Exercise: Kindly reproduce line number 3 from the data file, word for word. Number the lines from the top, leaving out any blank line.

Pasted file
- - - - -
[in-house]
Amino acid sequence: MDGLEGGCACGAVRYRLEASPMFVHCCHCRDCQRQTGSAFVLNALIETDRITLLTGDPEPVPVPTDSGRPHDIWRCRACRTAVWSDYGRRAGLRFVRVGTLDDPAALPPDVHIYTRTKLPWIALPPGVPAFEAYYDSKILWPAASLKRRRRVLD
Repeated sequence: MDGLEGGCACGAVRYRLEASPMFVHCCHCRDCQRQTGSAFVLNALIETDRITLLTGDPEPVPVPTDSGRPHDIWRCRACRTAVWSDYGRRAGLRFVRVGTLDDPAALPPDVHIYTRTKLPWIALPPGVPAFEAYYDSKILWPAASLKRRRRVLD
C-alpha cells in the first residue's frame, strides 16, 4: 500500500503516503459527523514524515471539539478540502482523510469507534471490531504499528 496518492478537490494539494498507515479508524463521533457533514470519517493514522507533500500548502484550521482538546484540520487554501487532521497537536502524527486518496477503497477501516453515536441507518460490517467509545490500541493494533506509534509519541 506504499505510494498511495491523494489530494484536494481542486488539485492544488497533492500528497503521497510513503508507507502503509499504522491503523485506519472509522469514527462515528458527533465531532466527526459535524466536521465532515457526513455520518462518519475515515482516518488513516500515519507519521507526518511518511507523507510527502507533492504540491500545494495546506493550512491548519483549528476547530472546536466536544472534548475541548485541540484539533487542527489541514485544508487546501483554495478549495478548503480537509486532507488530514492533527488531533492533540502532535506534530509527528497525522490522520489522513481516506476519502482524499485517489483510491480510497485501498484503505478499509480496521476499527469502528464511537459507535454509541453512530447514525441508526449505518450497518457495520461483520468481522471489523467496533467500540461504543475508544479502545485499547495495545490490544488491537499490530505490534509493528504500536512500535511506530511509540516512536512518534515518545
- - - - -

Repeated sequence: MDGLEGGCACGAVRYRLEASPMFVHCCHCRDCQRQTGSAFVLNALIETDRITLLTGDPEPVPVPTDSGRPHDIWRCRACRTAVWSDYGRRAGLRFVRVGTLDDPAALPPDVHIYTRTKLPWIALPPGVPAFEAYYDSKILWPAASLKRRRRVLD